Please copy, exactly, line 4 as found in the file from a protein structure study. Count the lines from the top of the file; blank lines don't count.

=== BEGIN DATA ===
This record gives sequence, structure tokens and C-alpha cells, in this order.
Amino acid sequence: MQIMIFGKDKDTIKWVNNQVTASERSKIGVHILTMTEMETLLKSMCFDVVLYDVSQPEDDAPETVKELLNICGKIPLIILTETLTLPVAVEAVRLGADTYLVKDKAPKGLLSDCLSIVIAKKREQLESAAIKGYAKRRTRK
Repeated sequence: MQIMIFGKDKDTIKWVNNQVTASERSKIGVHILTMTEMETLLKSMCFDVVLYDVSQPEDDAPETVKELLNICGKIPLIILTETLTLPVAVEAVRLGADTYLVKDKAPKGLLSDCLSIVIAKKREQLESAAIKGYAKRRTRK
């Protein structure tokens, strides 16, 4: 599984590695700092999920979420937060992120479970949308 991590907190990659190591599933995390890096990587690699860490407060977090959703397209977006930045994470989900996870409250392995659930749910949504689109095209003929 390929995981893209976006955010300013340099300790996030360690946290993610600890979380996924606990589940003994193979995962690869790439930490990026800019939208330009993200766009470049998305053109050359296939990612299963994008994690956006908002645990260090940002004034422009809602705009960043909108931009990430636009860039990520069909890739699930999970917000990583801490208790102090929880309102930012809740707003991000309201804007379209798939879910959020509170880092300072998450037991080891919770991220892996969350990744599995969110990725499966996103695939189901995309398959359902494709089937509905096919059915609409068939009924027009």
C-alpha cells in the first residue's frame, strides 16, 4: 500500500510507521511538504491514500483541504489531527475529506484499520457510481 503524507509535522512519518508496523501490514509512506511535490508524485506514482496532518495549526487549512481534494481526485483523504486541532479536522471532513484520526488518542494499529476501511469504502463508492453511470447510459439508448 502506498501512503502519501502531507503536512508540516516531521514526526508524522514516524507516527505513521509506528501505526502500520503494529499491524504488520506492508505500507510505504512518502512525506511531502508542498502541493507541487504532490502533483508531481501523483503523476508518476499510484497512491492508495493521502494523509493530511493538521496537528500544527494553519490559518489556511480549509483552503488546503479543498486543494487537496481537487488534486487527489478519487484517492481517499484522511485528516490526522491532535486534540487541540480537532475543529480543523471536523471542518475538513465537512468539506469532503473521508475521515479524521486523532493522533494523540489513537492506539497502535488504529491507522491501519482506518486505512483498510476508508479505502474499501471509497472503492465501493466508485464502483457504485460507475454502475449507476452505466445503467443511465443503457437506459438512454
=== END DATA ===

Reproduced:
């Protein structure tokens, strides 16, 4: 599984590695700092999920979420937060992120479970949308 991590907190990659190591599933995390890096990587690699860490407060977090959703397209977006930045994470989900996870409250392995659930749910949504689109095209003929 390929995981893209976006955010300013340099300790996030360690946290993610600890979380996924606990589940003994193979995962690869790439930490990026800019939208330009993200766009470049998305053109050359296939990612299963994008994690956006908002645990260090940002004034422009809602705009960043909108931009990430636009860039990520069909890739699930999970917000990583801490208790102090929880309102930012809740707003991000309201804007379209798939879910959020509170880092300072998450037991080891919770991220892996969350990744599995969110990725499966996103695939189901995309398959359902494709089937509905096919059915609409068939009924027009």